FAQs


1. Does insurance pay for services?
Please contact your insurance company to determine benefits. Teeny Tots Therapy is not a “preferred provider” for any one insurance company at this time.

2. Why will my child need treatment – I already swing them at home?
Sometimes it appears that children with Sensory Processing Disorder (SPD) or just difficulty processing sensory input, require a high intensity of movement or tactile/proprioceptive input which parents do not always know to provide, or the child know to request.

3. Why does my child become more vocal with movement?
The movement and speech “centers” in the brain are very close to one another and as a result movement (if intense enough, and the sufficient duration needed) will often provide the “connections” needed neurologically to produce sounds/speech. A speech pathologist is then needed to facilitate and approximate language from this “sound” production.

4. My child fusses with bath time/hair washing/nail trimming/haircuts/tooth brushing and it seems to be very stressful.  Why?
All these self care activities involve a tactile component (see tactile) and when a child is hyper sensitive to touch, these activities are genuinely unpleasant and distressful to them.  The fear of water splashing on oneself unexpectedly in the bathtub, tipping one’s head backward or forward for hair washing and getting splashed or having the hair buzzer or hair scissors too close, make these activities very challenging for both the parents and children.
Suggestions:

  • showers over tubs
  • swim goggles in the tub
  • nail cutting when asleep at night
  • wear heavy (x-ray) blanket or other weighted item when having hair cut
  • sucking on a lollipop/chewing something during these activities
  • battery operated toothbrush

5. Getting to sleep at naptime or at night is a long process. My child does not seem to settle easily. What can I do? Having difficulty settling down is thought to be a regulation difficulty where the child is not able to “turn off their    engine” sufficiently to be able to go to sleep within a few minutes of being put down.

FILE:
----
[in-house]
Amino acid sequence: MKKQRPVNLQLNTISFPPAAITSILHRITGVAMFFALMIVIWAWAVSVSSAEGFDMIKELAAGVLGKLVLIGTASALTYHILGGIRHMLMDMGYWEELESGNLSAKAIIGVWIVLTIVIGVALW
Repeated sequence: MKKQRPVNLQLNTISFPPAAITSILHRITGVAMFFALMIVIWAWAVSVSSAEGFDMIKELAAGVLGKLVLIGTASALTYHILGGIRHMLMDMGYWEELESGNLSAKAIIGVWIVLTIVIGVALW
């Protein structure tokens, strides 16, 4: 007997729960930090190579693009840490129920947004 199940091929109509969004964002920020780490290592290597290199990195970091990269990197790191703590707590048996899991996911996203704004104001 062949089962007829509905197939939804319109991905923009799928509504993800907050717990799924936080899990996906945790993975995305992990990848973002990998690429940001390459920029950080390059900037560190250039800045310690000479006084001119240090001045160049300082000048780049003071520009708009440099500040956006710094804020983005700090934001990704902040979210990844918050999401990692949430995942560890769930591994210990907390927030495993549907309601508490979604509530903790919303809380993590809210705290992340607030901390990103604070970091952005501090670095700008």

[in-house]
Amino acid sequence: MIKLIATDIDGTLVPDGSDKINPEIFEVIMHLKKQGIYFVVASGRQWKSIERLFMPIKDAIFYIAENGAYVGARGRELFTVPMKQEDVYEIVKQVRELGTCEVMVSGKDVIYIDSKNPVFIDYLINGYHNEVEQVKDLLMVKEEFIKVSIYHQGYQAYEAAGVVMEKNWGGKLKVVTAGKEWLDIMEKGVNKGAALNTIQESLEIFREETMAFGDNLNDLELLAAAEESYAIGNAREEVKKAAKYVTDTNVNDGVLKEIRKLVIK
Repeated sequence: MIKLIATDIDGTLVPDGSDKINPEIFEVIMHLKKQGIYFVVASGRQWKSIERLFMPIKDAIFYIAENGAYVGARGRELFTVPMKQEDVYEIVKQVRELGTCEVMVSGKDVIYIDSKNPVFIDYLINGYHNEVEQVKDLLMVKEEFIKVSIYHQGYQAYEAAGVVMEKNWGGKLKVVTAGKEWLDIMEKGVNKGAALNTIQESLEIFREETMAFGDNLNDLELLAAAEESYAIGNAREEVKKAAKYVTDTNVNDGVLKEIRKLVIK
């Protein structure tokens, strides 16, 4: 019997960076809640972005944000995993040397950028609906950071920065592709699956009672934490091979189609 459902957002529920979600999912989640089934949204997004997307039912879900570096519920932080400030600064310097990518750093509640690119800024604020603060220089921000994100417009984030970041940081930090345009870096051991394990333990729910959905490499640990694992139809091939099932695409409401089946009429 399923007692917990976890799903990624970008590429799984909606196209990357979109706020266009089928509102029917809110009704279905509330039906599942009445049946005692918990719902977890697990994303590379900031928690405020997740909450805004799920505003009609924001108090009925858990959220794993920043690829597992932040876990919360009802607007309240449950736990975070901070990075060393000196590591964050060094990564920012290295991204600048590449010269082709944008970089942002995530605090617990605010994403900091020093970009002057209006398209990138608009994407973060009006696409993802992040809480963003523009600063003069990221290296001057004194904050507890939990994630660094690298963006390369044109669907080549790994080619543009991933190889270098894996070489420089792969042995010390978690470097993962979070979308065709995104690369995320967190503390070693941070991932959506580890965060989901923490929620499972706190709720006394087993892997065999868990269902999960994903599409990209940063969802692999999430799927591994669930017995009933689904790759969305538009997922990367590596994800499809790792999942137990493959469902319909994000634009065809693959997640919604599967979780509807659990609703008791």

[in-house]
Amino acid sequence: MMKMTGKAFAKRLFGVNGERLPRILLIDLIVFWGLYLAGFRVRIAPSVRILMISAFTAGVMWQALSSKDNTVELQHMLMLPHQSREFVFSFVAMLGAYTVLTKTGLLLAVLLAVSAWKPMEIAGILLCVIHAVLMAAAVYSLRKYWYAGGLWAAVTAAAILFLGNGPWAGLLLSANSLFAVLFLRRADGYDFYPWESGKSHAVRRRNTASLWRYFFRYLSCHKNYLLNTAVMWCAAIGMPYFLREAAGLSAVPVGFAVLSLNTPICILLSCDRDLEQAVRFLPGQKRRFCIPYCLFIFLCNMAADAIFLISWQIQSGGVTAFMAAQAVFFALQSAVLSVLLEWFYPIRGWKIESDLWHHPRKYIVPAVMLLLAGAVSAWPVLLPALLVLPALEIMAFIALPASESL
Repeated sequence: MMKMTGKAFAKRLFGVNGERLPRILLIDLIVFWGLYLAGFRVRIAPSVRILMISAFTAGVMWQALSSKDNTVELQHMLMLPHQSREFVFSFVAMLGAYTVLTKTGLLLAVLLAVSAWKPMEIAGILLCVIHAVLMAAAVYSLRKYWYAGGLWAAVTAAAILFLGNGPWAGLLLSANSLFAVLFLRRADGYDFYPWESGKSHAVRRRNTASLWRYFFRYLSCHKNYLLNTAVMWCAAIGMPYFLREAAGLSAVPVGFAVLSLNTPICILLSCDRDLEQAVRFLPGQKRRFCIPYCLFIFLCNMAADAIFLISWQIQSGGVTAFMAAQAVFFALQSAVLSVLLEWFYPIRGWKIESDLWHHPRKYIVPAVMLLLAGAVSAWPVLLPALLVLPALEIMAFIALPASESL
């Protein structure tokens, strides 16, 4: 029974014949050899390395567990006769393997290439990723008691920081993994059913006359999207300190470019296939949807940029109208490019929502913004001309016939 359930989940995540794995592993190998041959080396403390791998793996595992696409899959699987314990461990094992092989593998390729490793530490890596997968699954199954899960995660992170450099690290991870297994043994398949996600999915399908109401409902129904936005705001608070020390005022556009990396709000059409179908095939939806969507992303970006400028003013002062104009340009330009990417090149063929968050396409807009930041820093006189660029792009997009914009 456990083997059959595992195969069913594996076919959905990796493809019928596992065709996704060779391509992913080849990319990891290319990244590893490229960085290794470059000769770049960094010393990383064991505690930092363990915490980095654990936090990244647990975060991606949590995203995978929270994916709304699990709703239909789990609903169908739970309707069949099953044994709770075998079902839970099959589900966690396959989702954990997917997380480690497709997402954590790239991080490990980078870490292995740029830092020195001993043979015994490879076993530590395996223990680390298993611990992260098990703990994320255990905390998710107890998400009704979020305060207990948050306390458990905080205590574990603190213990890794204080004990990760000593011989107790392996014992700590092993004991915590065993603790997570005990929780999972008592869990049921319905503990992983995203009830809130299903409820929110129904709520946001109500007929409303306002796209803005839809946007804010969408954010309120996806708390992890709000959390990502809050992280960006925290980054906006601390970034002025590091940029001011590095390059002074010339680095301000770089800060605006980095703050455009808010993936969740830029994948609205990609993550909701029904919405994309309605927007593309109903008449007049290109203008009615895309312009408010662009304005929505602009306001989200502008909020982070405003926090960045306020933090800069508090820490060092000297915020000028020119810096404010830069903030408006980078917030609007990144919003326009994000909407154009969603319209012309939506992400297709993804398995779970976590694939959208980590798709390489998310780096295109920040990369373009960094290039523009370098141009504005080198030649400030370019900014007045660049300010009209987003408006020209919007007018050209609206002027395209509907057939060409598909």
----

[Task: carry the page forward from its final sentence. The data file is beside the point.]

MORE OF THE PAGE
Suggestions:

  • intense “horseplay/rough house” close to bedtime – if this is intense and long enough it will help the child     settle
  • music playing in the room through the night/rhythmical with a regular beat vs. gently lullaby
  • darkened windows
  • sleep in a sleeping bag/weighted blanket for additional input

6. Eating- we are down to 2/3 food choices and my child will not try new foods what can I do?
Food smell, texture and taste play a role here and it is difficult to tease them apart and accurately identify which it is. Nutrition remains vital for brain, bone and muscle development, so if a supplement needs to be slipped in, do so while the rest of the detective work is being done. Sometimes it’s even the color of foods, so the best advice is to keep trying to offer a vast selection of foods, and if you can figure out what texture they prefer, offer those foods i.e., if you have to puree meat for them to eat, color milk or blend veggies and place in spaghetti sauce, do it – you are probably facing many other battles, so just put this one aside for now.

7. My child is not talking as much as his/her peers. What can I do?
I am not a speech and language pathologist, but I do know children talk more when playing and moving, and some just need a “jump start” to “unleash” their language, especially when they seem to understand what is said to them and can follow verbal directions. Children start babbling from 6 months of age and should be labeling by their first birthday. Please see a speech pathologist if you feel your child is not doing this.

8. Tantrum/behavior especially during transitions – what can I do?
My child seems to be having difficulty leaving places or when the schedule is changed. The tantrums seem longer than others their age.
Children with some “rigidity” or those whose personal worlds seem a little “out of sync” have more difficulty with unexpected changes, and may need more “warnings” prior to leaving i.e. 5, 3, or 1 minutes. Once a child learns more self regulation (through therapy and other techniques) their tantrum should decrease in duration and frequency.   Suggestions:

  • calendar on fridge with special magnets/stickers so they can plan out their day/week i.e., school vs. or no school, Dr. appointment, play date, shopping, nap, etc

9.     My child is doing well at school but has much difficulty with handwriting and homework. What can I do?

So much more is expected from children today. Genetically, we are not engineered to develop a hand preference until the age of 5-7 years old, but we are expecting kindergartners to have a hand preference, hold a writing utensil and produce written work. Little time is afforded to teachers to “teach” writing and most often this cannot be addressed in the developmental manner needed for both good pencil grasp, penmanship, and letter formation. “Handwriting Without Tears” is a California adopted writing program that is very effective in teaching good handwriting and habits, and only requires about 10 minutes a day. (see resource list for website)